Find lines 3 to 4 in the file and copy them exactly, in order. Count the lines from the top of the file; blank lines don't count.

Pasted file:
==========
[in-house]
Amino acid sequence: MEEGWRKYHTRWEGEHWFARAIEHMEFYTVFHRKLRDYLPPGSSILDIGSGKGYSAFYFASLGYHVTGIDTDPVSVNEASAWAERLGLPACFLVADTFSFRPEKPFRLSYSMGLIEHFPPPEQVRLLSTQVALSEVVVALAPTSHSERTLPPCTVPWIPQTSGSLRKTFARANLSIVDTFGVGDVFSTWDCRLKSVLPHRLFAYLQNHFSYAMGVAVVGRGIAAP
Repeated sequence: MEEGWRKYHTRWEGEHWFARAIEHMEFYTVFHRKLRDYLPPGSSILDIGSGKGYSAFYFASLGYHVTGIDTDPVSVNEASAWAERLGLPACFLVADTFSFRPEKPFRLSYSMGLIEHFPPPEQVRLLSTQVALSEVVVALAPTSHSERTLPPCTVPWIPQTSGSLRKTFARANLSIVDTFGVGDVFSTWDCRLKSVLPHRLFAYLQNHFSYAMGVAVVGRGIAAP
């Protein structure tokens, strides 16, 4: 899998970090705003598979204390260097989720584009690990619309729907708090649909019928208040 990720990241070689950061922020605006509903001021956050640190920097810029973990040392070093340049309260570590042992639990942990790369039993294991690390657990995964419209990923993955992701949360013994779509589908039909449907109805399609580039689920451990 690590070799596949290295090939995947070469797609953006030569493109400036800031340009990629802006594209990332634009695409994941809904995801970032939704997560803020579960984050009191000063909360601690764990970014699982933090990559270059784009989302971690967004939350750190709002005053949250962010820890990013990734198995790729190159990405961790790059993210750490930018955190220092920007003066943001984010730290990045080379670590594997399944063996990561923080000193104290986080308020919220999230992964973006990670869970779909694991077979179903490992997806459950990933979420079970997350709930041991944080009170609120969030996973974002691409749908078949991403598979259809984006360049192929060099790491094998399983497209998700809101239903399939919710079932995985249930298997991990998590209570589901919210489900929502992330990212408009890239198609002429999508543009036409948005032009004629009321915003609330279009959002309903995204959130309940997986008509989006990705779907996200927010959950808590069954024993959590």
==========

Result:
Repeated sequence: MEEGWRKYHTRWEGEHWFARAIEHMEFYTVFHRKLRDYLPPGSSILDIGSGKGYSAFYFASLGYHVTGIDTDPVSVNEASAWAERLGLPACFLVADTFSFRPEKPFRLSYSMGLIEHFPPPEQVRLLSTQVALSEVVVALAPTSHSERTLPPCTVPWIPQTSGSLRKTFARANLSIVDTFGVGDVFSTWDCRLKSVLPHRLFAYLQNHFSYAMGVAVVGRGIAAP
């Protein structure tokens, strides 16, 4: 899998970090705003598979204390260097989720584009690990619309729907708090649909019928208040 990720990241070689950061922020605006509903001021956050640190920097810029973990040392070093340049309260570590042992639990942990790369039993294991690390657990995964419209990923993955992701949360013994779509589908039909449907109805399609580039689920451990 690590070799596949290295090939995947070469797609953006030569493109400036800031340009990629802006594209990332634009695409994941809904995801970032939704997560803020579960984050009191000063909360601690764990970014699982933090990559270059784009989302971690967004939350750190709002005053949250962010820890990013990734198995790729190159990405961790790059993210750490930018955190220092920007003066943001984010730290990045080379670590594997399944063996990561923080000193104290986080308020919220999230992964973006990670869970779909694991077979179903490992997806459950990933979420079970997350709930041991944080009170609120969030996973974002691409749908078949991403598979259809984006360049192929060099790491094998399983497209998700809101239903399939919710079932995985249930298997991990998590209570589901919210489900929502992330990212408009890239198609002429999508543009036409948005032009004629009321915003609330279009959002309903995204959130309940997986008509989006990705779907996200927010959950808590069954024993959590």